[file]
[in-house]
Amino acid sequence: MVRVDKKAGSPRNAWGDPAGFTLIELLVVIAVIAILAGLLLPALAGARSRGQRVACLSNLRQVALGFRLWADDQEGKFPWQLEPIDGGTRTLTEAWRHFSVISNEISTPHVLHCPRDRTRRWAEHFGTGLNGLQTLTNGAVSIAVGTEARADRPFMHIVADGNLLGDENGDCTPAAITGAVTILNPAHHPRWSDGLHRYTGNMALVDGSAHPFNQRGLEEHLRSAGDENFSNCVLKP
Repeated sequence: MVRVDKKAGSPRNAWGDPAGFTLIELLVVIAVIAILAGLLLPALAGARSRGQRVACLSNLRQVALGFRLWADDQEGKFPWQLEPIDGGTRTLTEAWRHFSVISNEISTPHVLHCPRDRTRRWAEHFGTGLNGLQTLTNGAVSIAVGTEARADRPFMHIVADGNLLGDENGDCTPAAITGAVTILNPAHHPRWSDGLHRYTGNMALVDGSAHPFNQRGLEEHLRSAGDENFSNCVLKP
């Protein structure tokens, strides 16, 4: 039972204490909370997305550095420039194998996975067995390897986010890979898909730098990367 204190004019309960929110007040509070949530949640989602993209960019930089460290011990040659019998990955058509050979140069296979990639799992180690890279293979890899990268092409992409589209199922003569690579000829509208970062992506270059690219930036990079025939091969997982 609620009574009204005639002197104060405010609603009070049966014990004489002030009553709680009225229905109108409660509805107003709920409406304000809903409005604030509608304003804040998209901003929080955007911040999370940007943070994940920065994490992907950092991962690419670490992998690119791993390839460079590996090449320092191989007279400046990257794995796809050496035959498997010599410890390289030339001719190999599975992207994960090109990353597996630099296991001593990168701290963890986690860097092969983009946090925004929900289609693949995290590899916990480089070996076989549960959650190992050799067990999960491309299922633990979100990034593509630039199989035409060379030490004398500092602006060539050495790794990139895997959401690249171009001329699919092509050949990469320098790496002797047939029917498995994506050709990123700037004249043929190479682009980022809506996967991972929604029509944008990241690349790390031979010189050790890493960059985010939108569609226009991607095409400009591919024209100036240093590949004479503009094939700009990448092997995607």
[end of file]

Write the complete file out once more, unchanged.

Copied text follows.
[in-house]
Amino acid sequence: MVRVDKKAGSPRNAWGDPAGFTLIELLVVIAVIAILAGLLLPALAGARSRGQRVACLSNLRQVALGFRLWADDQEGKFPWQLEPIDGGTRTLTEAWRHFSVISNEISTPHVLHCPRDRTRRWAEHFGTGLNGLQTLTNGAVSIAVGTEARADRPFMHIVADGNLLGDENGDCTPAAITGAVTILNPAHHPRWSDGLHRYTGNMALVDGSAHPFNQRGLEEHLRSAGDENFSNCVLKP
Repeated sequence: MVRVDKKAGSPRNAWGDPAGFTLIELLVVIAVIAILAGLLLPALAGARSRGQRVACLSNLRQVALGFRLWADDQEGKFPWQLEPIDGGTRTLTEAWRHFSVISNEISTPHVLHCPRDRTRRWAEHFGTGLNGLQTLTNGAVSIAVGTEARADRPFMHIVADGNLLGDENGDCTPAAITGAVTILNPAHHPRWSDGLHRYTGNMALVDGSAHPFNQRGLEEHLRSAGDENFSNCVLKP
């Protein structure tokens, strides 16, 4: 039972204490909370997305550095420039194998996975067995390897986010890979898909730098990367 204190004019309960929110007040509070949530949640989602993209960019930089460290011990040659019998990955058509050979140069296979990639799992180690890279293979890899990268092409992409589209199922003569690579000829509208970062992506270059690219930036990079025939091969997982 609620009574009204005639002197104060405010609603009070049966014990004489002030009553709680009225229905109108409660509805107003709920409406304000809903409005604030509608304003804040998209901003929080955007911040999370940007943070994940920065994490992907950092991962690419670490992998690119791993390839460079590996090449320092191989007279400046990257794995796809050496035959498997010599410890390289030339001719190999599975992207994960090109990353597996630099296991001593990168701290963890986690860097092969983009946090925004929900289609693949995290590899916990480089070996076989549960959650190992050799067990999960491309299922633990979100990034593509630039199989035409060379030490004398500092602006060539050495790794990139895997959401690249171009001329699919092509050949990469320098790496002797047939029917498995994506050709990123700037004249043929190479682009980022809506996967991972929604029509944008990241690349790390031979010189050790890493960059985010939108569609226009991607095409400009591919024209100036240093590949004479503009094939700009990448092997995607």